Of Marriage And Partnerships

Most Nigerian ladies are trained from a young age to be docile. They must learn to cook otherwise, no man will marry them. They must know how to wash clothes and iron. They must always be of good character. They must always be soft-spoken. They should not raise their voice regardless of any provocation. They must also be very sacrificing. They must not hold a contrary opinion; when they do, they must find a way to present it such that the man of the house thinks it is his idea. They are also told and shown that marriage is their ultimate goal.  Their achievements do not matter, even if they have found the key to immortality, if they are not married, they are lesser beings.  And should the marriage fail, they are the one at fault. It does not matter if they face domestic abuse or if their husbands are cheats.

Most Nigerian men on the other hand are trained to be entitled, to be lord and master. Their word is law. It does not matter if they do not know how to cook, wash clothes or handle basic chores. They’ll marry and their wives will do all that. It does not matter if they have no self-control; their wife will build him up to be better.

We raise selfish men.

Marriage in Nigeria is the legally (as seen in court marriages) or formally recognized union (as seen in traditional marriages) of a man and a woman as partners in a relationship. It is also an intimate union and equal partnership of a man and a woman. This is the ideal. However, most marriages are anything but equal partnerships. Selfish men and docile women do not make equal partners in marriage. One party has the tendency to suffer – the woman.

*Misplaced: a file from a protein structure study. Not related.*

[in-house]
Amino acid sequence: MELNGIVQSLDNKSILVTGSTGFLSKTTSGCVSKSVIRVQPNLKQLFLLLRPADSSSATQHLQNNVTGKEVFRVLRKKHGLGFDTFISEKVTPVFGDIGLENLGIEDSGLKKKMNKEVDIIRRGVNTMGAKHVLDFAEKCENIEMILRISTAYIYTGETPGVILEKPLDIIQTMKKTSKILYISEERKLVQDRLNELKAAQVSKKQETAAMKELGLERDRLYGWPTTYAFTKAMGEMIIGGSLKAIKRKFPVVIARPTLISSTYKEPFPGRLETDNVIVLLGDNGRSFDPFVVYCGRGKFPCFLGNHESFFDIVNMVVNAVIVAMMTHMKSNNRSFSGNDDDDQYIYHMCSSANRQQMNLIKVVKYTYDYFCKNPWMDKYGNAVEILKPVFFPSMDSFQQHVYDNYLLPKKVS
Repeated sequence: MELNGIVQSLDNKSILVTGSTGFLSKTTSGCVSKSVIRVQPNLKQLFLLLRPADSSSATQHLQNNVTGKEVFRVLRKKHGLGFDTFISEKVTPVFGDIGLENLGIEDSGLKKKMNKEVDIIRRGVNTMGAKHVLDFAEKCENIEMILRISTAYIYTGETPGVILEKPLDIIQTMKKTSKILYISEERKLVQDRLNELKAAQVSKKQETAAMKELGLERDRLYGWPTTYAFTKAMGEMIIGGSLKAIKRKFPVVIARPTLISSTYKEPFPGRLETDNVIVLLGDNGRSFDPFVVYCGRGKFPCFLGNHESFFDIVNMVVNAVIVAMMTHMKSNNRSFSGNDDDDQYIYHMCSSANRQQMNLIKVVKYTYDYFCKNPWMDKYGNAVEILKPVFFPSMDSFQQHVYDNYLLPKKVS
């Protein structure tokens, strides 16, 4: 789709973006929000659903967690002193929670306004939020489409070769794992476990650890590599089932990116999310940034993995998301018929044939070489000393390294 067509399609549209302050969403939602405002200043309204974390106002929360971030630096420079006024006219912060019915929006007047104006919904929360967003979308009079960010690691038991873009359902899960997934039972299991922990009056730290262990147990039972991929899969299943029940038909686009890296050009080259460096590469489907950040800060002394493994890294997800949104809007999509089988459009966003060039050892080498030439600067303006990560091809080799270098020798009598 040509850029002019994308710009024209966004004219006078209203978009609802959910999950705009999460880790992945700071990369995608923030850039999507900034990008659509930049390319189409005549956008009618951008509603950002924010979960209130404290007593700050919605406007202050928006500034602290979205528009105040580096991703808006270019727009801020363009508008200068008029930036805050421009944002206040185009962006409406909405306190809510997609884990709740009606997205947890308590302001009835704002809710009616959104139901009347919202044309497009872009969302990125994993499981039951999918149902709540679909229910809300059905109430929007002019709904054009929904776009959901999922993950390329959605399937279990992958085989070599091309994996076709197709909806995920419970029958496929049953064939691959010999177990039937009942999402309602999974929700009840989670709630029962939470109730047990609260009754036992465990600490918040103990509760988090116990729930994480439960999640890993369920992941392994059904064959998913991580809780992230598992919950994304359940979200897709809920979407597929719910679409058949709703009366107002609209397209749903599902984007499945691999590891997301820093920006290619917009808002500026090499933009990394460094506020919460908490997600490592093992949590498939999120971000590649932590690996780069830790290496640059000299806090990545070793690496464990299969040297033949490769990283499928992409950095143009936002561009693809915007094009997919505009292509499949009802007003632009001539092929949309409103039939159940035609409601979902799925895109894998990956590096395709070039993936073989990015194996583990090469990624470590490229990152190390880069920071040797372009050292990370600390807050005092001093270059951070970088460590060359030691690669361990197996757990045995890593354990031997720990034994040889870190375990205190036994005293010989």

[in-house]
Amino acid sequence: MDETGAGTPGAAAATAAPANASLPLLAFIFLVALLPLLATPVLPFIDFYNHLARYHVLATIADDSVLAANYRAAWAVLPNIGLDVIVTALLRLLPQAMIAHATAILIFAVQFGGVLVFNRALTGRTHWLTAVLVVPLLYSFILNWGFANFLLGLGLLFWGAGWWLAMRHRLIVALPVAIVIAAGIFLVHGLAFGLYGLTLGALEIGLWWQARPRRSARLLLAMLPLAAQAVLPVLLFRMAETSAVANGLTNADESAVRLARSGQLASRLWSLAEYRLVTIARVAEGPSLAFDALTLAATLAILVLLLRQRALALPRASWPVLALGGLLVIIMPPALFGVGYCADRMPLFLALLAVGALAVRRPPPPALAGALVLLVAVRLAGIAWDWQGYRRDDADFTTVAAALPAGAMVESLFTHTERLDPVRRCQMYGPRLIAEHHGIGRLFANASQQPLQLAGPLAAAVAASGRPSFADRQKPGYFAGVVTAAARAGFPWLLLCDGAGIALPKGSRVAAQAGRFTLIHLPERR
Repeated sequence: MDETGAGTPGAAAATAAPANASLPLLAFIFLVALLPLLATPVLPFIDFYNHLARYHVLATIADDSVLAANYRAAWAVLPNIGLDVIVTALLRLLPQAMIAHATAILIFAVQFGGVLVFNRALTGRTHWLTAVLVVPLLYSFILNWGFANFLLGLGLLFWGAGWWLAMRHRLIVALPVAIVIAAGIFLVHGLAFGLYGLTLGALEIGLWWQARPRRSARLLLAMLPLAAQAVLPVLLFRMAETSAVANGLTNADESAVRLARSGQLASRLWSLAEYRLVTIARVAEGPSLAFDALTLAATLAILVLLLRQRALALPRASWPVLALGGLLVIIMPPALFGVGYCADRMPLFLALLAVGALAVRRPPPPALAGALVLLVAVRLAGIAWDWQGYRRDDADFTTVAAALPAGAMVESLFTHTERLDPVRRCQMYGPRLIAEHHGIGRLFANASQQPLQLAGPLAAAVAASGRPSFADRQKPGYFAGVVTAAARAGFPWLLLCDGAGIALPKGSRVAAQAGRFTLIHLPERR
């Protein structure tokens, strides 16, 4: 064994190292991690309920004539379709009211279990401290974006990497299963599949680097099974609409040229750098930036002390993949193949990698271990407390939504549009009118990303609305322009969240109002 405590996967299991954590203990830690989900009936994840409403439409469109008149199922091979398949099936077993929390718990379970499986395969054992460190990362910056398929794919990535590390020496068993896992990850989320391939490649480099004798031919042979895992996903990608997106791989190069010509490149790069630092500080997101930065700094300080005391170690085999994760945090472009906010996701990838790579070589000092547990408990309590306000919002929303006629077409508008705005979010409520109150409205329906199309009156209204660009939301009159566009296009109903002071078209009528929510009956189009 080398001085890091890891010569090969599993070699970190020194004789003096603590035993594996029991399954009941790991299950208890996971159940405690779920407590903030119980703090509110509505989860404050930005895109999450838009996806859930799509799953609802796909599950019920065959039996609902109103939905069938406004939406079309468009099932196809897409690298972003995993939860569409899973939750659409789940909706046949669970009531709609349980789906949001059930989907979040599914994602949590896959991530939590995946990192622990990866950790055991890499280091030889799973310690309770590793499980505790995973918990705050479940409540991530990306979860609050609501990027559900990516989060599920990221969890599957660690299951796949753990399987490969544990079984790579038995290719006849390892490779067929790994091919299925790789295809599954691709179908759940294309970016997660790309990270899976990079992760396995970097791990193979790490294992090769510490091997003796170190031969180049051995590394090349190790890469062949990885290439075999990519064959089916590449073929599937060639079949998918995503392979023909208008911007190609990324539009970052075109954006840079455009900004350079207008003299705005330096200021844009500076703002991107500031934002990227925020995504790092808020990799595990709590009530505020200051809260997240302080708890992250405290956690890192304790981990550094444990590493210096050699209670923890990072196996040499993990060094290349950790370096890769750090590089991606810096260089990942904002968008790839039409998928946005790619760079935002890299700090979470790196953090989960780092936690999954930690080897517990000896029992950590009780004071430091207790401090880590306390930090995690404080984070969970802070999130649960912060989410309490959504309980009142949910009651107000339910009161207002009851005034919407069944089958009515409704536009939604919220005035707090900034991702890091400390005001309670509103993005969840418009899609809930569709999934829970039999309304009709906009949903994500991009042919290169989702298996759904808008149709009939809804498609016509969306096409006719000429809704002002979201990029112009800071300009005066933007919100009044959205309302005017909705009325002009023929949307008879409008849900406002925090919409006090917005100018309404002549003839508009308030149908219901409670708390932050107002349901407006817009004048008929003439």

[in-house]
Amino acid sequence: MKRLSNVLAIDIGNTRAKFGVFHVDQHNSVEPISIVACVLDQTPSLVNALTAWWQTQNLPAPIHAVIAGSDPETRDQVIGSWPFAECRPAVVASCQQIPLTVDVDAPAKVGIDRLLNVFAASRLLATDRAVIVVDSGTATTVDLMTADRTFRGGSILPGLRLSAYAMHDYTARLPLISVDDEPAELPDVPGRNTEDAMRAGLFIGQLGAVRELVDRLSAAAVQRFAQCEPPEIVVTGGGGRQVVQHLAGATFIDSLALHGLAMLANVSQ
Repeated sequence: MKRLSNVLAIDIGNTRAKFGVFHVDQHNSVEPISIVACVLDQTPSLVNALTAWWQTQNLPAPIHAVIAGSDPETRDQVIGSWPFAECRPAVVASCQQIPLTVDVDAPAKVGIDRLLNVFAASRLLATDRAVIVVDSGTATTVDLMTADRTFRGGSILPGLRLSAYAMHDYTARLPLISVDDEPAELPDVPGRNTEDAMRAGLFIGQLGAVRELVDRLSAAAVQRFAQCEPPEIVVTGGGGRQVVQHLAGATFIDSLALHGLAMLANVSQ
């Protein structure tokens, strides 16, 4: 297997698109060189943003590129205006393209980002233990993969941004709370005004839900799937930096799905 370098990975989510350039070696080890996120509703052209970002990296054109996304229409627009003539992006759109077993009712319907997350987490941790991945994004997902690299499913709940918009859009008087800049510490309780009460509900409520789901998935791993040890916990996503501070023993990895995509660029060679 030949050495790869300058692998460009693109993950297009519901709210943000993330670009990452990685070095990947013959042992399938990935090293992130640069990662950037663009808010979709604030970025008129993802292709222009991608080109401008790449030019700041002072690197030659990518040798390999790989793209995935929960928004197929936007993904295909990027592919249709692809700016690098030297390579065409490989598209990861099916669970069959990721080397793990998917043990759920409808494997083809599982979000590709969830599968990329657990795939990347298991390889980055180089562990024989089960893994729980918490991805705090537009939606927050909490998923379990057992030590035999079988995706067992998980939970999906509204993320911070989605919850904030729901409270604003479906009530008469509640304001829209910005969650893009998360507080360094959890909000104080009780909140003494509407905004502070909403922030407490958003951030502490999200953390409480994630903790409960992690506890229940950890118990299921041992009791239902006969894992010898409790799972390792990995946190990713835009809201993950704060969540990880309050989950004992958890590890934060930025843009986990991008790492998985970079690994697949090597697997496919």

The wife is to always put up with the husband’s shortcomings; the man is not expected to do so. It does not matter if the husband does not contribute anything to the running of the home – in cash or kind – the wife should make up for it. It does not matter if the man does not take part in taking care of the children. A man will not think of quitting his job to take care of his children, but that is a regular sacrifice for many women. Many women have quit flourishing careers for the sake of peace in the home. Most Nigerian men would not do that.

This reminds me of the words of a popular song by Pasuma, ‘a man can have as many wives as he desires, if a woman should try such, it is illegal, and she is a prostitute.’

We need to stop raising selfish men. We need to do better by our children.

By Tolulope Lade Banjo

Lade is a Microbiologist who sees social media as a platform for ideas dissemination. Easier to find on twitter than on BBM, she is a mother of two and doting wife to a creative writer. She blogs via diaryofanewmum.com

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